ⓘ Eudaimonia

                                     

ⓘ Eudaimonia

Eudaimonia, sometimes anglicized as eudaemonia or eudemonia, is a Greek word commonly translated as happiness or welfare; however, "human flourishing or prosperity" and "blessedness" have been proposed as more accurate translations.

Etymologically, it consists of the words eu "good" and daimōn "spirit". It is a central concept in Aristotelian ethics and subsequent Hellenistic philosophy, along with the terms "aretē" most often translated as "virtue" or "excellence" and "phronesis" often translated as "practical or ethical wisdom". In Aristotles works, eudaimonia based on older Greek tradition was used as the term for the highest human good, and so it is the aim of practical philosophy, including ethics and political philosophy, to consider and also experience what it really is, and how it can be achieved.

Discussion of the links between virtue of character ēthikē aretē and happiness eudaimonia is one of the central concerns of ancient ethics, and a subject of much disagreement. As a result there are many varieties of eudaimonism.

                                     

1. Definition

The Definitions, a dictionary of Greek philosophical terms attributed to Plato himself but believed by modern scholars to have been written by his immediate followers in the Academy, provides the following definition of the word eudaimonia: "The good composed of all goods; an ability which suffices for living well; perfection in respect of virtue; resources sufficient for a living creature."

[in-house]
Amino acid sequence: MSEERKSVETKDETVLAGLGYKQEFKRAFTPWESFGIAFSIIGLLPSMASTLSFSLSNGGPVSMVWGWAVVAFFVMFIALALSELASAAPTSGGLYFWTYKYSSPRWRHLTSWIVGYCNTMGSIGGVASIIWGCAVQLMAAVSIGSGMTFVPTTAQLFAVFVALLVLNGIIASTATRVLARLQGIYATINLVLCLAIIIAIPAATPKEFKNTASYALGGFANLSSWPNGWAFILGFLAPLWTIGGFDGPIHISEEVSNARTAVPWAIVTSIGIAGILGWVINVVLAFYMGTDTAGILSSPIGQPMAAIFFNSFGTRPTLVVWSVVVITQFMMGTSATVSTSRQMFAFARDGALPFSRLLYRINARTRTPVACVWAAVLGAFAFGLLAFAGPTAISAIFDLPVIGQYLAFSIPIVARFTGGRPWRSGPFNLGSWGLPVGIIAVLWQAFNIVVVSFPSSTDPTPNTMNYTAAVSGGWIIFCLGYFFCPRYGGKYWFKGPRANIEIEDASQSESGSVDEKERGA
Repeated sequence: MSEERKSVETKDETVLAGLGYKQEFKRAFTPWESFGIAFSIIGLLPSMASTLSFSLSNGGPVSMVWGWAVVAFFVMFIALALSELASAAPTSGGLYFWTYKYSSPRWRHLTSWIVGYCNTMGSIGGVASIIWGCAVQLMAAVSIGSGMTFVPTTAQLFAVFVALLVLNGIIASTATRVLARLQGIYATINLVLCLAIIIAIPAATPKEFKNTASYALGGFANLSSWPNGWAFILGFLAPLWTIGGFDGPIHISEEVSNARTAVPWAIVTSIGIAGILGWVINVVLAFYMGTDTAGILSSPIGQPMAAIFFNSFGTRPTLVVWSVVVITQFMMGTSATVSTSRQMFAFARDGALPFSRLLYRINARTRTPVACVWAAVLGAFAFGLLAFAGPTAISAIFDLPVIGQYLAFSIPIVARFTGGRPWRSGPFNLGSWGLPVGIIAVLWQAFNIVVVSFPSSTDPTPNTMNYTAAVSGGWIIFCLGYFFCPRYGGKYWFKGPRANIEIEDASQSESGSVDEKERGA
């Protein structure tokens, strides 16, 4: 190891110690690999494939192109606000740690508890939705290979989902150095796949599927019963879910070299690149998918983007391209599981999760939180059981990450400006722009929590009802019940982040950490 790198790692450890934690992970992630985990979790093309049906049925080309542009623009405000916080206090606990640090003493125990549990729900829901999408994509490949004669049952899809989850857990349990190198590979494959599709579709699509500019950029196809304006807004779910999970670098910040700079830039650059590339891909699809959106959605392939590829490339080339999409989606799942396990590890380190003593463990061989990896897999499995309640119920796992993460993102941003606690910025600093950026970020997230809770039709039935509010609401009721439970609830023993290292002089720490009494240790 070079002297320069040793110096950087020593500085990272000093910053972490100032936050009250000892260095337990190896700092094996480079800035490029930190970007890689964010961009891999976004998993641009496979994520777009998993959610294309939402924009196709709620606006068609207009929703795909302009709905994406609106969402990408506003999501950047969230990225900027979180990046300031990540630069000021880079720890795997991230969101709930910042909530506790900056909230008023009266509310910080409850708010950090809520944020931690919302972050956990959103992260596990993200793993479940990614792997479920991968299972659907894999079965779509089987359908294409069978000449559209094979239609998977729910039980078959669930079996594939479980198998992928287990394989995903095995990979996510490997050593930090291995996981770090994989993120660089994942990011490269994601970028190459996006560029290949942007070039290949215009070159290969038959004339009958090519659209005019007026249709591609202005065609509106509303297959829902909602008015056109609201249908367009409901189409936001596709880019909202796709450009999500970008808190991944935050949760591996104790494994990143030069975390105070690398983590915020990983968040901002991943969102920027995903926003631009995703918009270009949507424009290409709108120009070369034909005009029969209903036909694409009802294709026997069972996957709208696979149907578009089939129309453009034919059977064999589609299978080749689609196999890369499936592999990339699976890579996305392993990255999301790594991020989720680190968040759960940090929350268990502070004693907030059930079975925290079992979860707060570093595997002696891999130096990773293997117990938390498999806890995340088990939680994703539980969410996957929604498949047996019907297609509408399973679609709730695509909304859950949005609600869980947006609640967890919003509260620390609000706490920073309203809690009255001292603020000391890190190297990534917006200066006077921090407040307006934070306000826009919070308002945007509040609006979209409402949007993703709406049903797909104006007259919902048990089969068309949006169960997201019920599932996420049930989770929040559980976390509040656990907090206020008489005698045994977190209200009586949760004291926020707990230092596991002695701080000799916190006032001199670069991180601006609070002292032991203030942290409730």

In his Nicomachean Ethics §21; 1095a15–22, Aristotle says that everyone agrees that eudaimonia is the highest good for human beings, but that there is substantial disagreement on what sort of life counts as doing and living well; i.e. eudaimon:

Verbally there is a very general agreement; for both the general run of men and people of superior refinement say that it is. And even Epicurus who argues that the eudaimon life is the life of pleasure maintains that the life of pleasure coincides with the life of virtue. So the ancient ethical theorists tend to agree that virtue is closely bound up with happiness arete is bound up with eudaimonia. However, they disagree on the way in which this is so. We shall consider the main theories in a moment, but first a warning about the proper translation of arete.

As already noted, the Greek word arete is usually translated into English as "virtue". One problem with this is that we are inclined to understand virtue in a moral sense, which is not always what the ancients had in mind. For a Greek, arete pertains to all sorts of qualities we would not regard as relevant to ethics, for example, physical beauty. So it is important to bear in mind that the sense of virtue operative in ancient ethics is not exclusively moral and includes more than states such as wisdom, courage and compassion. The sense of virtue which arete connotes would include saying something like "speed is a virtue in a horse", or "height is a virtue in a basketball player". Doing anything well requires virtue, and each characteristic activity has its own set of virtues. The alternative translation "excellence" or "a desirable quality" might be helpful in conveying this general meaning of the term. The moral virtues are simply a subset of the general sense in which a human being is capable of functioning well or excellently.

The Questionnaire for Eudaimonic Well-Being developed in Positive Psychology lists six dimensions of Eudaimonia: self-discovery, perceived development of ones best potentials, a sense of purpose and meaning in life, investment of significant effort in pursuit of excellence, intense involvement in activities and enjoyment of activities as personally expressive.

                                     

2. Etymology and translation

In terms of its etymology, eudaimonia is an abstract noun derived from eu meaning "well" and daimon daemon, which refers to a minor deity or a guardian spirit.